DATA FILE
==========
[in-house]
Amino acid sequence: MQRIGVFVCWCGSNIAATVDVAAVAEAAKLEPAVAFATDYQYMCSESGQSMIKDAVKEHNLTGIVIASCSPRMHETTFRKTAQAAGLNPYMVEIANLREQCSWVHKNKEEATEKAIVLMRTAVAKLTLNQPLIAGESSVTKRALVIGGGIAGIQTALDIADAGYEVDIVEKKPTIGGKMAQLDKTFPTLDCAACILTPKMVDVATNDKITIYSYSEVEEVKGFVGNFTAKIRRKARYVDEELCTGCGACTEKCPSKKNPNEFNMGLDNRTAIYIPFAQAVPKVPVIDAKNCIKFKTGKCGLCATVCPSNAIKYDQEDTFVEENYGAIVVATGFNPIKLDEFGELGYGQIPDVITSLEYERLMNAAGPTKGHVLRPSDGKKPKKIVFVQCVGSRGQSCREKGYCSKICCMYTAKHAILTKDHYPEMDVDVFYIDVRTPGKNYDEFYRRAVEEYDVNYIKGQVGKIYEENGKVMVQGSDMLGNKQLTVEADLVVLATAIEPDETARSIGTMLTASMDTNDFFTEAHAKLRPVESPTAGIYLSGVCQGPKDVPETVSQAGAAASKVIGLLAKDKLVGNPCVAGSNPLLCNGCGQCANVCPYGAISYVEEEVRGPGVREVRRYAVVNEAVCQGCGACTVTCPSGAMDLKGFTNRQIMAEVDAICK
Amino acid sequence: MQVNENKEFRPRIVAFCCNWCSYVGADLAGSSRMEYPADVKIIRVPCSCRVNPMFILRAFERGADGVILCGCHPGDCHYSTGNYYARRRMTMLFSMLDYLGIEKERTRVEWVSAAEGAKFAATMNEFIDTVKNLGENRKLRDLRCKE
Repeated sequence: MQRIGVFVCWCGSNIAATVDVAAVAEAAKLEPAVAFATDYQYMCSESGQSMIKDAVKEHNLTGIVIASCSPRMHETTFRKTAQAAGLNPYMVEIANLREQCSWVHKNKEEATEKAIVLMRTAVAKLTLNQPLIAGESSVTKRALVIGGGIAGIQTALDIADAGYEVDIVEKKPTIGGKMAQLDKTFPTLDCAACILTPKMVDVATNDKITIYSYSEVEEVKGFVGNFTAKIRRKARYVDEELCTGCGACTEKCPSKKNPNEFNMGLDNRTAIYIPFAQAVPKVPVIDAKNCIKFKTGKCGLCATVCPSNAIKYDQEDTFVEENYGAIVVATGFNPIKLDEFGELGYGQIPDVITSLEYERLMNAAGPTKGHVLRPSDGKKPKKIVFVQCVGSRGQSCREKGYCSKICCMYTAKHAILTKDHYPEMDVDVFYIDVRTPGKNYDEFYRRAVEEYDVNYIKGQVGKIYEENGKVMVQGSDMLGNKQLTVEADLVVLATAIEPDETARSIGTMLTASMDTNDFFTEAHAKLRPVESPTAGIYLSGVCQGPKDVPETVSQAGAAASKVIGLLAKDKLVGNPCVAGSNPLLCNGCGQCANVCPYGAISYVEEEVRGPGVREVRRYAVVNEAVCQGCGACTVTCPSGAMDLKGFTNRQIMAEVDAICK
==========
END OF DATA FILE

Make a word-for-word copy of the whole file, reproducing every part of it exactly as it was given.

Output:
[in-house]
Amino acid sequence: MQRIGVFVCWCGSNIAATVDVAAVAEAAKLEPAVAFATDYQYMCSESGQSMIKDAVKEHNLTGIVIASCSPRMHETTFRKTAQAAGLNPYMVEIANLREQCSWVHKNKEEATEKAIVLMRTAVAKLTLNQPLIAGESSVTKRALVIGGGIAGIQTALDIADAGYEVDIVEKKPTIGGKMAQLDKTFPTLDCAACILTPKMVDVATNDKITIYSYSEVEEVKGFVGNFTAKIRRKARYVDEELCTGCGACTEKCPSKKNPNEFNMGLDNRTAIYIPFAQAVPKVPVIDAKNCIKFKTGKCGLCATVCPSNAIKYDQEDTFVEENYGAIVVATGFNPIKLDEFGELGYGQIPDVITSLEYERLMNAAGPTKGHVLRPSDGKKPKKIVFVQCVGSRGQSCREKGYCSKICCMYTAKHAILTKDHYPEMDVDVFYIDVRTPGKNYDEFYRRAVEEYDVNYIKGQVGKIYEENGKVMVQGSDMLGNKQLTVEADLVVLATAIEPDETARSIGTMLTASMDTNDFFTEAHAKLRPVESPTAGIYLSGVCQGPKDVPETVSQAGAAASKVIGLLAKDKLVGNPCVAGSNPLLCNGCGQCANVCPYGAISYVEEEVRGPGVREVRRYAVVNEAVCQGCGACTVTCPSGAMDLKGFTNRQIMAEVDAICK
Amino acid sequence: MQVNENKEFRPRIVAFCCNWCSYVGADLAGSSRMEYPADVKIIRVPCSCRVNPMFILRAFERGADGVILCGCHPGDCHYSTGNYYARRRMTMLFSMLDYLGIEKERTRVEWVSAAEGAKFAATMNEFIDTVKNLGENRKLRDLRCKE
Repeated sequence: MQRIGVFVCWCGSNIAATVDVAAVAEAAKLEPAVAFATDYQYMCSESGQSMIKDAVKEHNLTGIVIASCSPRMHETTFRKTAQAAGLNPYMVEIANLREQCSWVHKNKEEATEKAIVLMRTAVAKLTLNQPLIAGESSVTKRALVIGGGIAGIQTALDIADAGYEVDIVEKKPTIGGKMAQLDKTFPTLDCAACILTPKMVDVATNDKITIYSYSEVEEVKGFVGNFTAKIRRKARYVDEELCTGCGACTEKCPSKKNPNEFNMGLDNRTAIYIPFAQAVPKVPVIDAKNCIKFKTGKCGLCATVCPSNAIKYDQEDTFVEENYGAIVVATGFNPIKLDEFGELGYGQIPDVITSLEYERLMNAAGPTKGHVLRPSDGKKPKKIVFVQCVGSRGQSCREKGYCSKICCMYTAKHAILTKDHYPEMDVDVFYIDVRTPGKNYDEFYRRAVEEYDVNYIKGQVGKIYEENGKVMVQGSDMLGNKQLTVEADLVVLATAIEPDETARSIGTMLTASMDTNDFFTEAHAKLRPVESPTAGIYLSGVCQGPKDVPETVSQAGAAASKVIGLLAKDKLVGNPCVAGSNPLLCNGCGQCANVCPYGAISYVEEEVRGPGVREVRRYAVVNEAVCQGCGACTVTCPSGAMDLKGFTNRQIMAEVDAICK